Six months after graduation, Betty found steady employment as a nurses’s aide in a hospital in Kansas City. Eleven months later, her life changed course as it did for so many others on December 7th, 1941. She was holding down two jobs when the opportunity arose to study at Midland Radio School. The goal: a guaranteed job as a radio operator with the airlines, better pay and opportunity to travel. Women were filling in the ranks of jobs vacated by men serving in the Armed Forces. She graduated and was promptly hired by American Airlines. Her first posting was to El Paso, TX. Tulsa, OK, and Burbank, CA would follow. It was dynamic and challenging work. These were horizon-widening, exciting days for Betty, a nineteen year-old from rural Kansas. But, the job came with its share of drama and tragedy, too. One AA flight, piloted by a friend from El Paso, crashed soon after take-off from Burbank airport “on her watch”. All perished on the side of the mountain. The same tragedy struck again with an AA flight enroute to Burbank via San Diego.
While working for American, Betty met a tall, handsome Texas-bred AA pilot named Oliver Pfeil. Over the next eighteen months they would see one another a handful of times in transit, courting mostly via letters, before getting to spend enough time together to seal the deal. They married on December 24, 1945, and Ollie was transferred to Ft. Worth, TX.
Once the war ended, it was only a matter of months before Betty’s job was “outsourced” to make room for a returning male veteran. In Texas, Betty settled into her new life as a wife, shortly a mother.
You won’t find this book on Amazon.com. It may have been a source of pride to Betty that her book was accepted into the permanent collection of the Library of Congress, but her primary motivation was to preserve her family history for her children and their children. It is her legacy and a singular gift.
Following is my excerpt from Betty’s Chapter One of Dear Sisters, Part One.
Pearl and Charley Jeanneret awakened earlier than usual the morning of May 24, 1923. It was the due date of their fourth child. Pearl had been having backache and some mild labor pains during the night, but nothing serious. However, she had had short labors with her other children, and expected to have the same this time.
Charley went to milk the cows, Pearl punched down the bread dough and prepared the fragrant loaves for the oven. There was no refrigeration because there was no electricity in the rural areas. All their food was either fresh, home canned, or cured.
The three children heard their parents moving about and hurriedly jumped out of bed, dressing as they walked to the kitchen. Ulysses was 9, Mary Ellen 7, and little Emma Lou was 5.
They went to the chicken houses, opened the doors to let the chickens and ducks out, then they went to the well west of the house and pumped water into buckets and carried it to the thirsty livestock. They scooped up milo maize and shelled corn from the grain bin south of the garage and carried it to the feeding pans. After all that exertion, they were hungry and sat down to breakfast of scrambled eggs, fresh bread and butter, milk and homemade jelly.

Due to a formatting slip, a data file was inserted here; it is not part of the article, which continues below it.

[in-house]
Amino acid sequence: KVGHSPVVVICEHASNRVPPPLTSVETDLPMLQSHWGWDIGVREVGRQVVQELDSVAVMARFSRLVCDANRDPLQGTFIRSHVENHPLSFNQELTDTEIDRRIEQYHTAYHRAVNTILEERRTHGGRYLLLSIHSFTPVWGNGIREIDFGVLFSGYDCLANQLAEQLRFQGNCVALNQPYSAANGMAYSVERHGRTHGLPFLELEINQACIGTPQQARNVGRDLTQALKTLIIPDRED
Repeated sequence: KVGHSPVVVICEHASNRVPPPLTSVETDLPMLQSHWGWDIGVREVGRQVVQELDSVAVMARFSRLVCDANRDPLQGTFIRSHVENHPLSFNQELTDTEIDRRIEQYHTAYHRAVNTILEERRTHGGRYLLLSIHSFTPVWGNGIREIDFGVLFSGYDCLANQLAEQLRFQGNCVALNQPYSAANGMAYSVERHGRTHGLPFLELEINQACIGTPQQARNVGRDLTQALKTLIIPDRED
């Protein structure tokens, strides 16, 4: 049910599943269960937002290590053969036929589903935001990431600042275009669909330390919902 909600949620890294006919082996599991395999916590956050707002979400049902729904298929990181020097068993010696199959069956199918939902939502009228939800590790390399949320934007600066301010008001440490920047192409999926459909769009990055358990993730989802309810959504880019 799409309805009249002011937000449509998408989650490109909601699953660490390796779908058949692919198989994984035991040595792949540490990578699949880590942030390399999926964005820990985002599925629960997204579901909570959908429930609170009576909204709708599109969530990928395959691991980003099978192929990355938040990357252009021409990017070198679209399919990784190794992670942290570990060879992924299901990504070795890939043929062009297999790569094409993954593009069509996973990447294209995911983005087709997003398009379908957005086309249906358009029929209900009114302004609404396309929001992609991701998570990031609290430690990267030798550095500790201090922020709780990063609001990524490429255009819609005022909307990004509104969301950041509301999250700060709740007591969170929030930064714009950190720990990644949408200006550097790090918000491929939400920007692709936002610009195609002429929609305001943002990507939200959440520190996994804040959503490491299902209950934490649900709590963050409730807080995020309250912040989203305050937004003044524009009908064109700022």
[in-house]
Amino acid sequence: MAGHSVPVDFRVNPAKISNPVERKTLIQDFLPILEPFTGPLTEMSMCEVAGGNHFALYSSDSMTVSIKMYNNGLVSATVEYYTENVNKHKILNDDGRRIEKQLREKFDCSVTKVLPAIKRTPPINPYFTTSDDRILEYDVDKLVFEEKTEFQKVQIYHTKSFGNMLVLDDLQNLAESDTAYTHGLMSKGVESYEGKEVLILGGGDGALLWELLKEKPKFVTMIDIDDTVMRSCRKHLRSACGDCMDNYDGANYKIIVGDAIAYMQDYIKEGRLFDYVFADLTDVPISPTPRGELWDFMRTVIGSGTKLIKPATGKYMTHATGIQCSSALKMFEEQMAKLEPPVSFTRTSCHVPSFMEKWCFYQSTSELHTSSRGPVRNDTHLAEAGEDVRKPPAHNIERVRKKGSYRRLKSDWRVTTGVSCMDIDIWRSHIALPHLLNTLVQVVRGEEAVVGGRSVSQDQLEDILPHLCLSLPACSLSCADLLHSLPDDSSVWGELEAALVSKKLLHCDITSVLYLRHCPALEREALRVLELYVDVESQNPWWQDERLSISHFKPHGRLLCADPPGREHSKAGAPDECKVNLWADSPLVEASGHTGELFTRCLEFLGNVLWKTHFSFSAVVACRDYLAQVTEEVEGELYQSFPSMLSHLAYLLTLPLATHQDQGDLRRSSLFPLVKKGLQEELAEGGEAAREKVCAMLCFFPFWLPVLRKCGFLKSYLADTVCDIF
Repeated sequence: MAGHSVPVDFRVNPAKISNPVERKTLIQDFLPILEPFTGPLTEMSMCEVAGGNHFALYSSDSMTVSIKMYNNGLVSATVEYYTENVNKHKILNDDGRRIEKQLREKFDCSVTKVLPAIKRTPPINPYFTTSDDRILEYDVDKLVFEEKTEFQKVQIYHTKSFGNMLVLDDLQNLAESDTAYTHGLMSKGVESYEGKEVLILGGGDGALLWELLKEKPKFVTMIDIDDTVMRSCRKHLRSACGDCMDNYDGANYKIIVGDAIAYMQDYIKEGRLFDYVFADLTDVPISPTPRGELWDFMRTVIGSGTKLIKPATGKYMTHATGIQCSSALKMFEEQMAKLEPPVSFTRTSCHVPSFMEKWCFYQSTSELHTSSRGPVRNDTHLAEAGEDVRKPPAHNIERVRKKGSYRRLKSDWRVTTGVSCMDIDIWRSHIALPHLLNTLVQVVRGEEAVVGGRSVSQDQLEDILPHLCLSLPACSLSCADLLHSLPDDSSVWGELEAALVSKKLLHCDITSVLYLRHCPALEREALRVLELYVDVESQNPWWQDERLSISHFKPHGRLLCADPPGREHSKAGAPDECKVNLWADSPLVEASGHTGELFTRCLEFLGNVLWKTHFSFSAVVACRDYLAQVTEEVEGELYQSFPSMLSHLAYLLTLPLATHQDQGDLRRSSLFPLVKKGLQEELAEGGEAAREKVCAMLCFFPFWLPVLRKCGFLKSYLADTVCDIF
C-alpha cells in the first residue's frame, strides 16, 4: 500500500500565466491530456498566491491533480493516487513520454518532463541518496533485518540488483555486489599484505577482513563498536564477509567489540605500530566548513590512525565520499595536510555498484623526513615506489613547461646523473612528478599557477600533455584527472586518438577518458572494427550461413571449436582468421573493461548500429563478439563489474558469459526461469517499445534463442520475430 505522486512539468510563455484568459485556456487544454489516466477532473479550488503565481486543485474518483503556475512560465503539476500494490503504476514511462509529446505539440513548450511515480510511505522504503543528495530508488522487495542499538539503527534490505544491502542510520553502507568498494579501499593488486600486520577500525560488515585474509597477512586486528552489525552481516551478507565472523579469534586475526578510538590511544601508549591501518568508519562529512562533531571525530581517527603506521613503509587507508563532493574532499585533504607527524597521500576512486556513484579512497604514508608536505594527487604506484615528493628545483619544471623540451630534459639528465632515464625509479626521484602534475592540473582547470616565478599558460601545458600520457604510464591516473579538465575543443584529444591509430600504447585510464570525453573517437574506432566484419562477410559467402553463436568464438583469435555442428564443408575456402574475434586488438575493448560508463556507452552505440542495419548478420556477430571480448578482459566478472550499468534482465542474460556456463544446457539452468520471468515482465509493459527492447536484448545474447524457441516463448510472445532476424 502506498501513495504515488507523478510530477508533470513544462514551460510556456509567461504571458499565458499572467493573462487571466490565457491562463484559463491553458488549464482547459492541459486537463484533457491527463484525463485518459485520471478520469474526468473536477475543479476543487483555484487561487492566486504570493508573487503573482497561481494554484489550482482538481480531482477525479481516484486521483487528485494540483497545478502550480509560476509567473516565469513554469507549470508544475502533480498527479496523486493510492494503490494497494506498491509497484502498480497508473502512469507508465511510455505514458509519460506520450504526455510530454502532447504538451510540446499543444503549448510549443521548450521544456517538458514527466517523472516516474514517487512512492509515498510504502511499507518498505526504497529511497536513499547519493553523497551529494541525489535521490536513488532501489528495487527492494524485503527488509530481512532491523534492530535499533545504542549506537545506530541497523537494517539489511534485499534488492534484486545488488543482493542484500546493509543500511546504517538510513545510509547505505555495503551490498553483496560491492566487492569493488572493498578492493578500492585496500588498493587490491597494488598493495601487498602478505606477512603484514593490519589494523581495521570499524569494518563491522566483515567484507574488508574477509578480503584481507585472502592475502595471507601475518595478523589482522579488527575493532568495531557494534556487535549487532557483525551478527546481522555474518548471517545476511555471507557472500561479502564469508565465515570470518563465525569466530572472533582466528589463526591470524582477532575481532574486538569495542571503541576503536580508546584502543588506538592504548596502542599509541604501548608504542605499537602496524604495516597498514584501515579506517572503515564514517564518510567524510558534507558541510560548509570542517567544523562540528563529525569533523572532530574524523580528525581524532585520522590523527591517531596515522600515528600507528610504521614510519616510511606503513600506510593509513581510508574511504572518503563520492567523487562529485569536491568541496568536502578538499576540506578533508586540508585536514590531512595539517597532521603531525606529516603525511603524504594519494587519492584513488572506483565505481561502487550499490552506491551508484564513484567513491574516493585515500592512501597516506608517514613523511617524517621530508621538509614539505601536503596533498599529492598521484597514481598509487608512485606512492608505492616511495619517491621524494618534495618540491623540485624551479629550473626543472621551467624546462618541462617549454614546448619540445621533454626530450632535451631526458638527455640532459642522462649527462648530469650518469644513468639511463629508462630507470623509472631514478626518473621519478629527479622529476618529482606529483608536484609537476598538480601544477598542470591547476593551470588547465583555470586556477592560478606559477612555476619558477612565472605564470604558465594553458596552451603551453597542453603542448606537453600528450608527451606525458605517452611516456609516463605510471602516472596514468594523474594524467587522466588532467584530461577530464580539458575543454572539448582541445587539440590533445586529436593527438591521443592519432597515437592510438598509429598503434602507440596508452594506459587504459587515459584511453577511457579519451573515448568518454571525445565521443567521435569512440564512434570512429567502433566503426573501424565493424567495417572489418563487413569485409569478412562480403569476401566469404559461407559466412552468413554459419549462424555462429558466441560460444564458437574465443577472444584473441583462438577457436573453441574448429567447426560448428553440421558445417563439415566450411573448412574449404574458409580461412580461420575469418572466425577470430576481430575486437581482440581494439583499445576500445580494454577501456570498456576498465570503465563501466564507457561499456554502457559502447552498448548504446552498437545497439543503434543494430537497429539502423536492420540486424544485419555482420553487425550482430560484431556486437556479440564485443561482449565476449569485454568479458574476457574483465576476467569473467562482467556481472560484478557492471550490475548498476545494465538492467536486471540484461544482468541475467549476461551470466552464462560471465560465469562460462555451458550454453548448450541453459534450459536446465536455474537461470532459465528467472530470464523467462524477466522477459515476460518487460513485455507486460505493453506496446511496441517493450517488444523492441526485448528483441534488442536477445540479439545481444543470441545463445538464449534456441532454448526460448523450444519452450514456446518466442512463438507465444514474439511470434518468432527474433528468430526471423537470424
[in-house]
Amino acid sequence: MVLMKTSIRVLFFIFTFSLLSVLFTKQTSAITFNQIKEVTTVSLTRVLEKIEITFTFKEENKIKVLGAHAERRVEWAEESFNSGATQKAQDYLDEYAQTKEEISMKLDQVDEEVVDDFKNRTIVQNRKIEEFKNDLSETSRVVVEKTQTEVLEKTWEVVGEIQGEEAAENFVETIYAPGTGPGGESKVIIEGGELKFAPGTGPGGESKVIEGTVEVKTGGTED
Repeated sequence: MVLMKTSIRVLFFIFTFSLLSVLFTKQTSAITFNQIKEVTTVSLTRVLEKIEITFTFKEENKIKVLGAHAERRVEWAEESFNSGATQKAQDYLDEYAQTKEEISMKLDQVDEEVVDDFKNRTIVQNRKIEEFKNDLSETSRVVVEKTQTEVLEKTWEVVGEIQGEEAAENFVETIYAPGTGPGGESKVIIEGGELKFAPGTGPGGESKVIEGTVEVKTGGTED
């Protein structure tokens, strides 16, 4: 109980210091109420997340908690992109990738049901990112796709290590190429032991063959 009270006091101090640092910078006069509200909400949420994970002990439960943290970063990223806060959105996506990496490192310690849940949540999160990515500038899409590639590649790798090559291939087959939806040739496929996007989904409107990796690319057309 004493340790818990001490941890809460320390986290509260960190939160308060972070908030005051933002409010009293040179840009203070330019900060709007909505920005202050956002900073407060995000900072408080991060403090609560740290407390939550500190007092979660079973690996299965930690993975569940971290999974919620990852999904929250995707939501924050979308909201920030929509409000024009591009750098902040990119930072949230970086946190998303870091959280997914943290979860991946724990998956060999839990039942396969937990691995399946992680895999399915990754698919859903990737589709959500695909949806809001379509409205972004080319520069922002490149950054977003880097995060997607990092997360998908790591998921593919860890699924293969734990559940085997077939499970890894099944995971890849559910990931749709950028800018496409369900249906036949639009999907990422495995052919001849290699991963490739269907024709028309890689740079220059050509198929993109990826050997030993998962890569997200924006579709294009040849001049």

After they had eaten, they helped Charley by turning the crank of the cream separator. A large metal vat stood on top of this device made by the De Laval Company. At the lower side of the vat was a faucet that adjusted the flow of milk through a series of metal disks. Centrifugal force created by turning the handle forced the skim milk to pour through a long spouted metal pan and the cream to flow through another such pan. After the milk was processed the children washed the metal disks, which were strung on a metal wire to keep them in order. The disks were an essential part of the process of separating the skim milk from the cream. When it was all finished, the pans and disks had to be washed and scalded. Emma Lou stood on a chair and washed some of the pans in hot soapy water. Mary and Lyss finished the job. They had put a large teakettle of water on the wood stove earlier so that it would be boiling. This was a dangerous part of the washing and it took both of the older ones to do it. They carefully lifted the teakettle and took it to the sink where they scalded all the disks and pans.
Now it was time for an early morning snack of milk and cookies before they undertook the last of the morning chores, driving the cows to pasture. The pasture was a quarter of a mile east of the house. It was eighty acres, half of the farmland. The farm was a quarter section, which was 160 acres. Actually, the cows went to pasture willingly, but they needed an escort to keep them from getting onto the road. The cows ran in the ditch and Mary, Lyss, and Emma Lou walked on the road. The pasture gate was large and heavy. It took all three of them to lift it. The cows ran into the pasture, eager to eat the lush green grass. There was a saltbox near the gate where the cows licked a block of salt when they were so inclined.
On the way back home, Emma Lou begged her siblings to let her crawl through the metal culvert that was under the road. She liked to look for frogs. They said that they had to get home to help their parents, but she insisted and they all crawled into the culvert. It was a dry season and there were no frogs. Luckily for them, there were no rattlesnakes lying in there, getting away from the hot sun.
Back at the house, they took turns operating the glass butter churn. When it was done and the soft, pale yellow globs of butter separated from the buttermilk, they took a wooden paddle and carefully lifted the butter into a granite pan and lowered it into the cistern to keep it cool. Then they sat under the maple trees west of the house and rested. Sometimes they played “mumbley-peg” with a pocketknife.